Court clarifies role of national courts when national
provision conflicts with European Union law
>> This reference for a preliminary ruling concerned the interpretation of Art. 7 of the Working Time Directive (Directive 2003/88)
The national court asked, inter alia, whether Art. 7 of the Working Time Directive must be interpreted as meaning that in proceedings between individuals a national provision which made entitlement to paid annual left conditional on a minimum period of actual work during the reference period, which was contrary to Art. 7, must be disregarded.
The Court held that the question whether a national provision must be disapplied in as much as it conflicts with European Union law arose only if no compatible interpretation of that provision proves possible.
The Court reiterated that when national courts applied domestic law they were bound to interpret it, so far as possible, in the light of the wording and the purpose of the directive concerned in order to achieve the result sought by the directive and consequently complied with Art. 288(3) TFEU.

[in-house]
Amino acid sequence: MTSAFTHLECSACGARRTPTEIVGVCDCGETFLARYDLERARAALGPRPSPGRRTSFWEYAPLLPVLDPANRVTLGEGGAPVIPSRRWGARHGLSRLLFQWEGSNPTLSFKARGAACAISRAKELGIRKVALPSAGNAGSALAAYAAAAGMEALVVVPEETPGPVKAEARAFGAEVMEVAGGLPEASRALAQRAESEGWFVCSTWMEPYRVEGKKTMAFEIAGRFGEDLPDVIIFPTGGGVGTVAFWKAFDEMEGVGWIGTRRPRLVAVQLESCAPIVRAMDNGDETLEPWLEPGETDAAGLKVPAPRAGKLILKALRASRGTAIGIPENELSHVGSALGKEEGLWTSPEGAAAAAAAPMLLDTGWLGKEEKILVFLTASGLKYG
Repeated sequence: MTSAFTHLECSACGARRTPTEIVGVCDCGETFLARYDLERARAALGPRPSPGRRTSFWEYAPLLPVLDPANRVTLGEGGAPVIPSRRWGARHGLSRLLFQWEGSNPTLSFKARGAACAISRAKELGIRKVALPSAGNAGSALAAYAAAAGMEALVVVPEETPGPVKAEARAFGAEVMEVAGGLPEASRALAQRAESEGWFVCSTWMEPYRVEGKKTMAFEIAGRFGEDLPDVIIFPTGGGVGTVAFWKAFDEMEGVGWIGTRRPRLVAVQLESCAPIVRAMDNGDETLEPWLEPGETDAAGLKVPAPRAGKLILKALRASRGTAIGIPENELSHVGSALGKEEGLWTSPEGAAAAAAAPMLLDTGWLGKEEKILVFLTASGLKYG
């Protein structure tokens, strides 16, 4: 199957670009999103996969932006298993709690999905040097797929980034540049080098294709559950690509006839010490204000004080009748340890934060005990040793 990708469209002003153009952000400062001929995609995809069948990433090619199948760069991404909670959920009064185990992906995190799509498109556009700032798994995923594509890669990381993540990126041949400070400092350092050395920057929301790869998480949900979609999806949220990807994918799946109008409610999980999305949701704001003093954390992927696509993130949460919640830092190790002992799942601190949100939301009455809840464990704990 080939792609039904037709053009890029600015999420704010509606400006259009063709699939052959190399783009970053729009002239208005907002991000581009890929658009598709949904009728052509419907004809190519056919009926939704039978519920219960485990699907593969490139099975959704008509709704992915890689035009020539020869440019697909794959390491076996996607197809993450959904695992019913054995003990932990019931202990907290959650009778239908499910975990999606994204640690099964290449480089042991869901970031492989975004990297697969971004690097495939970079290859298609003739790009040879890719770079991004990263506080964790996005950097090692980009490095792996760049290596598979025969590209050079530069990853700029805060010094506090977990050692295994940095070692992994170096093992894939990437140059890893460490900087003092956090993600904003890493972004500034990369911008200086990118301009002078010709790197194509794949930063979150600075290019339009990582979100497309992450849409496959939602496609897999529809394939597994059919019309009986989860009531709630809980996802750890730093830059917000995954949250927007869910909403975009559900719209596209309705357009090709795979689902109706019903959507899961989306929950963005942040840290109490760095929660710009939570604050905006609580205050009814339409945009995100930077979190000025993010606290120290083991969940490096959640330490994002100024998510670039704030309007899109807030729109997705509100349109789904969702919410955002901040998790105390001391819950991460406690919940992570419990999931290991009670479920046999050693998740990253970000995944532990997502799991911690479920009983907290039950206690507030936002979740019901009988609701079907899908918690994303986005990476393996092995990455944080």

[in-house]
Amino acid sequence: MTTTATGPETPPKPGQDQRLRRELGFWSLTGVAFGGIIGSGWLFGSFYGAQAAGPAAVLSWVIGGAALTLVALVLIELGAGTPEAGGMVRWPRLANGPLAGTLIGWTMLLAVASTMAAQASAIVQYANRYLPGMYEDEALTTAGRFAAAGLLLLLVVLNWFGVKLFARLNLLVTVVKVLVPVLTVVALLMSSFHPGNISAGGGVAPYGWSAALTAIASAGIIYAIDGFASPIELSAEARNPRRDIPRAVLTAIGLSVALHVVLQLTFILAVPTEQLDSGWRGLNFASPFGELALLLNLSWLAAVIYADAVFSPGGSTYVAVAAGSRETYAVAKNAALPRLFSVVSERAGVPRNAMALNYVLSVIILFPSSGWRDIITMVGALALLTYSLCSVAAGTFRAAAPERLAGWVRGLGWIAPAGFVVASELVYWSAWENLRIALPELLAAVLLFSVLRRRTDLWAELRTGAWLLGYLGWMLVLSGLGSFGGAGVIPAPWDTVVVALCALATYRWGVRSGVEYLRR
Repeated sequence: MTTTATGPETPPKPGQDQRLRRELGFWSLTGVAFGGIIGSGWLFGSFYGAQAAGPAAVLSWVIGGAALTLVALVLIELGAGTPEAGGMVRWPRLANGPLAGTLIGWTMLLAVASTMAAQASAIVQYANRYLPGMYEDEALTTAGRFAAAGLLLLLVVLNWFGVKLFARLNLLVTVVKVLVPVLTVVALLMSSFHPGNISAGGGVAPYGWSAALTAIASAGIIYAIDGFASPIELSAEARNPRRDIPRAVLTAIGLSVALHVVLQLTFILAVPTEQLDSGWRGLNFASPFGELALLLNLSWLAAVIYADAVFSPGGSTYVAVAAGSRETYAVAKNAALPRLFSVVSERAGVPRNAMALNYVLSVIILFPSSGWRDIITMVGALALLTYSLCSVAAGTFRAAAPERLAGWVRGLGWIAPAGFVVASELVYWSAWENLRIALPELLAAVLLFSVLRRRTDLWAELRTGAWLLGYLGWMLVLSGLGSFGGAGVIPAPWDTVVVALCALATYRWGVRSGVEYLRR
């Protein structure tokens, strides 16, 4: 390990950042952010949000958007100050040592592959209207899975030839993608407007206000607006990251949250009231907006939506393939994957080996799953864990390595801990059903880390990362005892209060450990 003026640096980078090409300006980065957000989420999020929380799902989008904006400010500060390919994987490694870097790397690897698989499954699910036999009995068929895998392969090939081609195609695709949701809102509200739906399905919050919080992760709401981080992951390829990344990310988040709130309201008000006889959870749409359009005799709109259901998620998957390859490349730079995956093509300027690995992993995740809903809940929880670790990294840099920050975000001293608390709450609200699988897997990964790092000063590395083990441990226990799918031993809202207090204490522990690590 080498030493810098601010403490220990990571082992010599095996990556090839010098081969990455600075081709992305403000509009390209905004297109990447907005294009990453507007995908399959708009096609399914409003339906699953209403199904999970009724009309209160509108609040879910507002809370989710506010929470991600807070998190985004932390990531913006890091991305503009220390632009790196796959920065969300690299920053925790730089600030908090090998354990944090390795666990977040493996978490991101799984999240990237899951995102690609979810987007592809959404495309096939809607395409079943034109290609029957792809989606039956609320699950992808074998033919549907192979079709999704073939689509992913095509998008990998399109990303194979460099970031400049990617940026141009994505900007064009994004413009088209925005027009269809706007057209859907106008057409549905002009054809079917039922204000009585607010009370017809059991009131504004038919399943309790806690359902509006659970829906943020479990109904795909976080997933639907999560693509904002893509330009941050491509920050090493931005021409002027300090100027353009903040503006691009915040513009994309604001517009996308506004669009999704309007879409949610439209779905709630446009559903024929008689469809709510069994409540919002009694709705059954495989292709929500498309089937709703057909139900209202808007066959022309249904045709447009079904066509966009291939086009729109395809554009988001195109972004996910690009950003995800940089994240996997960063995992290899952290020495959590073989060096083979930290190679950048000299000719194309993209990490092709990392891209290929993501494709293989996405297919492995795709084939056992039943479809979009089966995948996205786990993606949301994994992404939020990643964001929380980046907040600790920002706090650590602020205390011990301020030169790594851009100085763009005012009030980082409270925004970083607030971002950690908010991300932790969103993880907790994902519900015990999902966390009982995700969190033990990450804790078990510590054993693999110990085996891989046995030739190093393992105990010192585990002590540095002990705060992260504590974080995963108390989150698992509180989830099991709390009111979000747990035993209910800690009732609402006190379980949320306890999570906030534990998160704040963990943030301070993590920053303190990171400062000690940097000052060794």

In the dispute in the main proceedings, the national court stated that it had encountered such a limitation. According to that court, the first paragraph of Art. L. 223-2 of the Code du travail, which made entitlement to paid annual left conditional on a minimum of one month’s actual work during the reference period, was not amenable to an interpretation that was compatible with Art. 7 of Directive 2003/88.
The Court of Justice clarified that the principle that national law must be interpreted in conformity with European Union law also required national courts to do whatever lies within their jurisdiction, taking the whole body of domestic law into consideration and applying the interpretative methods recognised by domestic law, with a view to ensuring that the directive in question was fully effective and achieving an outcome consistedent with the objective pursued by it (see Case C-212/04 Adeneler and Others (2006)).
Text of Judgment